Most organisations have a personnel function which organises training delivery. You may not be the person responsible for coordinating the system, but you have an important role to play in collecting the best information you can on the training needs of the people who work for you and passing it up the line.

At the very least, liaise with other managers to aggregate training needs information, so that a range of appropriate training and development activities can be planned.

Anticipate future needs

Training needs often appear at the organisational or activity level. For example, the arrival of a new office or workshop equipment, may well have training implications for everyone using it. Alternatively, an organisation that decides to enhance its level of customer service as part of a corporate strategy knows that a programme of training and development is essential for its success.

Some training needs can go unnoticed because they creep up on the organisation gradually. Active monitoring systems are essential to spot these and can make a valuable contribution to the process of collecting information on performance gaps and training needs.

Variance analysis is one approach to monitoring. This sounds technical but is a simple tool used by managers to monitor budgets. It translates neatly to the identification of training needs. When a budget is agreed, expected monthly expenditure is detailed. Any major variance from the forecast - upwards or downwards - triggers an investigation into why it happened and what the implications will be.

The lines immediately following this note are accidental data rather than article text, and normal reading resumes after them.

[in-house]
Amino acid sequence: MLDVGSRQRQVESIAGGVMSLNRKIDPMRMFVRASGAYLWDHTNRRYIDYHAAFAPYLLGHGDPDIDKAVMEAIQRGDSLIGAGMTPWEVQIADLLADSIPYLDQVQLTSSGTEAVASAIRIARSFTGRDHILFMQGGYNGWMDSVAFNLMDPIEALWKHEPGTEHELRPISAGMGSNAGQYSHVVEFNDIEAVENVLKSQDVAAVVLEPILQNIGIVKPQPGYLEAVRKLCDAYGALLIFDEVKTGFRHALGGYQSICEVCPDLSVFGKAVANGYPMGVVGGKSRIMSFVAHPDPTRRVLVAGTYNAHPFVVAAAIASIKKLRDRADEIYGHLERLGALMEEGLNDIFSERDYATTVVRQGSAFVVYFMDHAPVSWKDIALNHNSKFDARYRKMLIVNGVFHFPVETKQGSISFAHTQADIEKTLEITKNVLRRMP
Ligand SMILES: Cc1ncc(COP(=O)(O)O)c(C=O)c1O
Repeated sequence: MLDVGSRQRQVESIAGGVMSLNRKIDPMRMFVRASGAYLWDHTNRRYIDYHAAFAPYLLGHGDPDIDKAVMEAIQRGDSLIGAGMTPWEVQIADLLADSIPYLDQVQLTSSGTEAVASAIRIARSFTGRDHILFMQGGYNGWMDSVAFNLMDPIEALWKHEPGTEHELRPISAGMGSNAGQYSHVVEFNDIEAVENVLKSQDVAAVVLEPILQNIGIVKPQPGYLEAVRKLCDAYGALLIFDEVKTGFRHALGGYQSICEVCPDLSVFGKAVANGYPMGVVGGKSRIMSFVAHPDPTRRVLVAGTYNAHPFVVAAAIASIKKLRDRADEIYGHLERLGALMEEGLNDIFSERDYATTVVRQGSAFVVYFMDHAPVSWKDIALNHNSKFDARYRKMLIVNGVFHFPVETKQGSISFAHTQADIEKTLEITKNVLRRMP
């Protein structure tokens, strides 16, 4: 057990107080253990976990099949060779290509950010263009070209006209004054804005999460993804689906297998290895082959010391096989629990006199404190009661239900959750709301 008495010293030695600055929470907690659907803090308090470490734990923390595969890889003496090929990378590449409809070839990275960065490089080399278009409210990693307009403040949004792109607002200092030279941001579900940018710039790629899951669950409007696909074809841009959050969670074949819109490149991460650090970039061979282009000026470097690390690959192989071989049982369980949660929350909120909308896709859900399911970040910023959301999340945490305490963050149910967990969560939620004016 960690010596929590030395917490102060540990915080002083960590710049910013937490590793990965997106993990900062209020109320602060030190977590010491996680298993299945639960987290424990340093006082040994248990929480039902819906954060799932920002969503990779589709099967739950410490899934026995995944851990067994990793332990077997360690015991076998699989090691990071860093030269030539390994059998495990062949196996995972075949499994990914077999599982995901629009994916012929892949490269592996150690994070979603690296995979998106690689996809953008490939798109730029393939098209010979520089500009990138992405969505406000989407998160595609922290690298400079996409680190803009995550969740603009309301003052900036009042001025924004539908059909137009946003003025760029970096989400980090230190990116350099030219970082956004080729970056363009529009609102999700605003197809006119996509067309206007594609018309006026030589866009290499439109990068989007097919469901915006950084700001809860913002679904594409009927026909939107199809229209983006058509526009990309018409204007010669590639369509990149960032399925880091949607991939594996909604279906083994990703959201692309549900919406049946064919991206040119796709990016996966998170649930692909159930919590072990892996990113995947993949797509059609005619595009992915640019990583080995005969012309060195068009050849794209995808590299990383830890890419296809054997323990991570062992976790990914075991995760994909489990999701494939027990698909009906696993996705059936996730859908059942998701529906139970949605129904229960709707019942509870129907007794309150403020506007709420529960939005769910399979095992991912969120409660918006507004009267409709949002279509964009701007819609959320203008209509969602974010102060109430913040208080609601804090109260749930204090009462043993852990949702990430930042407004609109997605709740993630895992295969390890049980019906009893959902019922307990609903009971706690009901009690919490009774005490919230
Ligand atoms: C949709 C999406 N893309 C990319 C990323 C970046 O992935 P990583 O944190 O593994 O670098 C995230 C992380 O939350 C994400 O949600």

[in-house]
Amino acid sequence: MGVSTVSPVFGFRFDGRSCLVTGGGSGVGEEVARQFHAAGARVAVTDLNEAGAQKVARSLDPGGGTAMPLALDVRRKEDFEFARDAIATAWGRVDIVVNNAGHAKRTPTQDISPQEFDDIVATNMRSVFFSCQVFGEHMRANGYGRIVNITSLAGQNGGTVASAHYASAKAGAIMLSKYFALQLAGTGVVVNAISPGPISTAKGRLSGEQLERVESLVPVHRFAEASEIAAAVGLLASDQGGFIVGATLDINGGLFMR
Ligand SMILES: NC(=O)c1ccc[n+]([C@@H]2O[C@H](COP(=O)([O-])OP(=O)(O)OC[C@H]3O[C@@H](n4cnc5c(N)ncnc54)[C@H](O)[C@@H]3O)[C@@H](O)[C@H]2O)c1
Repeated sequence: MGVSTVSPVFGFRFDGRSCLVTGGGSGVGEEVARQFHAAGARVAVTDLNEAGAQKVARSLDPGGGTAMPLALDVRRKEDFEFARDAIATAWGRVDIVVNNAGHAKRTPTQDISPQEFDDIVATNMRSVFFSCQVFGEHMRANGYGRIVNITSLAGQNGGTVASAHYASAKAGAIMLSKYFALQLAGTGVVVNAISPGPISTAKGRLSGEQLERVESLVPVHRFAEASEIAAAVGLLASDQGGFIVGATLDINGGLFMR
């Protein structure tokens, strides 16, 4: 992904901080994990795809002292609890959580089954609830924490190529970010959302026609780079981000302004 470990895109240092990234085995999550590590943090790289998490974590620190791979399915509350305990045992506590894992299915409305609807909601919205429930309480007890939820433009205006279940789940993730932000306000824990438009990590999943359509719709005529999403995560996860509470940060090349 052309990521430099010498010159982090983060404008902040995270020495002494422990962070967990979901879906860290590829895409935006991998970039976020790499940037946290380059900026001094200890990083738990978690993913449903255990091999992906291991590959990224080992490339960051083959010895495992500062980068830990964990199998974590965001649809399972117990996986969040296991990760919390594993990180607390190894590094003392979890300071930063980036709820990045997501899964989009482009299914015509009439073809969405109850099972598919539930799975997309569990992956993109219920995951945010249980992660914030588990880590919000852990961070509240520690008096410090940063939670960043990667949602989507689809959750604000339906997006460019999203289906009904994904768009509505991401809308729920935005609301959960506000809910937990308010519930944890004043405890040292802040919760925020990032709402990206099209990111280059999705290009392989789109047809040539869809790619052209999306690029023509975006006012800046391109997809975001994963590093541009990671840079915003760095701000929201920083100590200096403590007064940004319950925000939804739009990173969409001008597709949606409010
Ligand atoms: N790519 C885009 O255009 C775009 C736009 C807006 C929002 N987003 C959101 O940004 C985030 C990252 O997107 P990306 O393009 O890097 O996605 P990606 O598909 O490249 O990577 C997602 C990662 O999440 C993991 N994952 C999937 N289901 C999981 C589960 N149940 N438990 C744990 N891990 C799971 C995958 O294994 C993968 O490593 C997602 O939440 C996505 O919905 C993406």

In TNA, the budget numbers are replaced by performance standards and indicators which are as specific as possible. It could be, for instance, that even in a 'soft' issue like customer satisfaction, a standard can be set that says 95% of customers feel they received excellent service (the 5% allows for the small number who will always find fault, and those who always rate an experience as less than 100%, on principle). Carrying out customer satisfaction surveys allows you to measure any deviation. Asking questions at appraisal interviews can act as a form of survey, as the same issues are being addressed throughout the organisation. Identifying training needs is one purpose of appraisal.

In addition to training needs that emerge as a result of an appraisal interview, a worthwhile approach to investigating one-off problems is to interview staff and customers. Regularly ask a random sample of people for their views on the same set of questions relating to general performance - for instance customer satisfaction levels.

Investigate unexpected problems with care

Monitoring will indicate where gaps and problems exist. However, it is possible to make the wrong assumption when faced with a particular set of circumstances. For instance, unusually rapid staff turnover in a small section may lead to a conclusion that unsocial hours worked there are the issue. However, staff exit interviews may indicate that turnover is a result of cramped working conditions and poor ventilation – issues that training cannot resolve, even though the monitoring process has helped identify the problem.